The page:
I agree that the economy seemed to be humming along, but what this government will not say to Canadians, will not remind Canadians, is that in the first four years of this government's mandate, from 2015 to 2019, this government added over $70 billion to the Canadian debt. Any economist, any financial analyst, will tell you that during good times, that is the time when governments should be putting money aside for a rainy day. It should be paying down debt and saving money for the future in case a recession or some other unknown or untoward calamity washed up on our shores.
Right now it's not just raining; it is pouring. The government was, despite its rhetoric, in my view, completely unprepared from an economic and fiscal standpoint to deal with the situation that we have before us today.
How will we recover? That's a question I want to ask this government when the time is right. I recognize that now is not that time. Let's compare for a moment the situation this government finds itself in compared with some of the initiatives that the previous Conservative government embarked upon from 2006 to 2015. When I was first elected in 2004, we were in a minority situation, but we formed a government in January 2006. I can remind members that, in the first two years of our Conservative government, we paid down $40 billion of debt while at the same time reducing the GST from 7% to 5%.
In 2008-09, there was a recession that washed up on our shores, as it did throughout the world. That was the global recession caused by the subprime mortgage crisis initiated in the United States. As a government, we recognized we had to do something. We borrowed $50 billion to put into the economy as stimulus, primarily using infrastructure projects across Canada that were shovel-ready. What happened? It worked. Our economy came out of the recession before any other country's in the world. By the time we left office in 2015, we were back into a balanced budget.
That's fiscal responsibility and that's fiscal restraint, two themes I don't think this government truly understands.
I point out to members that, during our first four years in opposition after the 2015 election, we consistently asked the when the government's budget would be balanced. There was steadfast refusal from the finance minister to answer that question. I'm sure it was not because the minister didn't want to answer the question. It was because he didn't know the answer to the question. He could not provide an answer as to when the government's budget would be balanced.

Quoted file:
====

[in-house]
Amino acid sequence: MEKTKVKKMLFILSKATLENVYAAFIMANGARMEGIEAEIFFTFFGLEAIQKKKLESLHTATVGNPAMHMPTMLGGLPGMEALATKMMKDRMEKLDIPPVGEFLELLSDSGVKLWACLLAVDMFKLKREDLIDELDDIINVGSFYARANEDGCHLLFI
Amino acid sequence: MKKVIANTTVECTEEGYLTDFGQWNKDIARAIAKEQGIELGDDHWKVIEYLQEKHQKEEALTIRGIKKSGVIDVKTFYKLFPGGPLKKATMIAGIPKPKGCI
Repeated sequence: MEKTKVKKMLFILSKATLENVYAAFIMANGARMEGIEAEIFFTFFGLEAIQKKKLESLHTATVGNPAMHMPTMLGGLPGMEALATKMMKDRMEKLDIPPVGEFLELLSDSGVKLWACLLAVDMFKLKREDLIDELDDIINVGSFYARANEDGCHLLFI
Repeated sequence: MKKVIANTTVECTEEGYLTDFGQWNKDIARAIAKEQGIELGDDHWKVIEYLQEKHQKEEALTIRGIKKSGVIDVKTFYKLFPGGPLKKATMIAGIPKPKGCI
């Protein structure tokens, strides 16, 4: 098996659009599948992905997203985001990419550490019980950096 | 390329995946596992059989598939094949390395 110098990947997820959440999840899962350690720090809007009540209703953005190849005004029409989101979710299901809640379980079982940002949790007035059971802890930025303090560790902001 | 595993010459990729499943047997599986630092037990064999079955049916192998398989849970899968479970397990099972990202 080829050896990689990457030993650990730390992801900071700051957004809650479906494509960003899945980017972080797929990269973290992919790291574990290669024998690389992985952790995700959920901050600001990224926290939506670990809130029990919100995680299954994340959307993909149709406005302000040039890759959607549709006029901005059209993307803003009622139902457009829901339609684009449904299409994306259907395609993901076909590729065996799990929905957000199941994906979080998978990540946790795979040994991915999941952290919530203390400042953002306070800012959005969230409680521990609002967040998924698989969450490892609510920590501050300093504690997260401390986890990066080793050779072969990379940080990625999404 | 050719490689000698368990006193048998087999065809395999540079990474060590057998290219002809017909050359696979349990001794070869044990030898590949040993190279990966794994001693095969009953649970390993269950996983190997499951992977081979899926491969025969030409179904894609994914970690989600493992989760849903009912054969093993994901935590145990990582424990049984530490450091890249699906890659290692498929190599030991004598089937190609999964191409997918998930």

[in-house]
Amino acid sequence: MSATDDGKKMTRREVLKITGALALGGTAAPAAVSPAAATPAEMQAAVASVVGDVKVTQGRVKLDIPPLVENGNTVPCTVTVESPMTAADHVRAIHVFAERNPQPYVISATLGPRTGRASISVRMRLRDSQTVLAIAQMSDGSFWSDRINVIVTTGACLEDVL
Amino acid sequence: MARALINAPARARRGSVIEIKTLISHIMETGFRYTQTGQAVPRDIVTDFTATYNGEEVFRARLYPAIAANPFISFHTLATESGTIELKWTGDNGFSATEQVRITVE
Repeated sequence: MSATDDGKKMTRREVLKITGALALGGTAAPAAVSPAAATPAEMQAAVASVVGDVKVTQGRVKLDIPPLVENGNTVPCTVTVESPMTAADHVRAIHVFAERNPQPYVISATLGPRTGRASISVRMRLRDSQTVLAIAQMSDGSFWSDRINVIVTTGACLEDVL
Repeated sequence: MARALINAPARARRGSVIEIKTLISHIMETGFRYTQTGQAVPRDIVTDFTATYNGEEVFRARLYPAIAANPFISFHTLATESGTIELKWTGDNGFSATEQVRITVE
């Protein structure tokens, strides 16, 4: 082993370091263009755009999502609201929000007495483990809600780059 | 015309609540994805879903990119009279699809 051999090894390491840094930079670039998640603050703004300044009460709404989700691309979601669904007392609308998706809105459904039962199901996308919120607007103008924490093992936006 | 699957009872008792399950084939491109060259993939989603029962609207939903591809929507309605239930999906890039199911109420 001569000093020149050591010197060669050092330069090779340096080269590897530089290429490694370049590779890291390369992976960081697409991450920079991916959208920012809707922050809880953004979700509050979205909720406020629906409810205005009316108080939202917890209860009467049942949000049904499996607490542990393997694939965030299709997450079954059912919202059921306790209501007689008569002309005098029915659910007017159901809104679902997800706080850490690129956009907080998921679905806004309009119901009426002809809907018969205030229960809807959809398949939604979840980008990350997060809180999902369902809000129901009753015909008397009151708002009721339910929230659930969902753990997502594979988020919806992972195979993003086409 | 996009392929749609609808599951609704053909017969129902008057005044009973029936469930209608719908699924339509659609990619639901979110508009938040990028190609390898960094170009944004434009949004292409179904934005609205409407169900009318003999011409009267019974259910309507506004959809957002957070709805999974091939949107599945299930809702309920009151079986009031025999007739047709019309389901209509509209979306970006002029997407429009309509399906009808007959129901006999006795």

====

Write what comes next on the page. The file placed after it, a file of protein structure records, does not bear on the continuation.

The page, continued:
Think about that for just a moment. Arguably, the second most influential and powerful person in Canada, the finance minister of Canada, was not able to answer a simple question: When will your budget be balanced? If it was bad enough back then, when the economy was in relatively good shape, how will the answer that question today? How could he possibly answer that question?
There are only two options that I see this government has as we move forward, as we hopefully leave the health crisis, the pandemic know as COVID-19, behind us. That is to do one of two things, either cut spending or raise taxes. My colleague who spoke before me already indicated that raising taxes would simply not be the right move right now because of the negative impact it would have on the Canadian economy. That leaves option number one: to reduce government services. I have never seen a government more unlikely to do that than the government sitting across from me today.
I look upon members opposite and ask them to think long and hard. What initiatives must they be faced with? What will they do to make sure that Canada's economy not only gets back on its feet, but that we start dealing with the massive debt we'll have to deal with. It's not me, not my children, not even my grandchildren. It's probably my great-grandchildren who will have to pay off that debt. That's an unfortunate circumstance that this government, in part, brought upon itself.
Mr. Chair, Canadians deserve better.
I would first like to inform you that I'll be sharing my time with my honourable colleagues from and .
I must humbly admit that I'm surprised to find myself here again, for the third time since this crisis began, talking about the precarious situation facing seniors. We are meeting again today in circumstances that are as exceptional and dramatic as ever. At the risk of repeating myself, I only hope that we actually get something done this time and that the government will finally address seniors' concerns.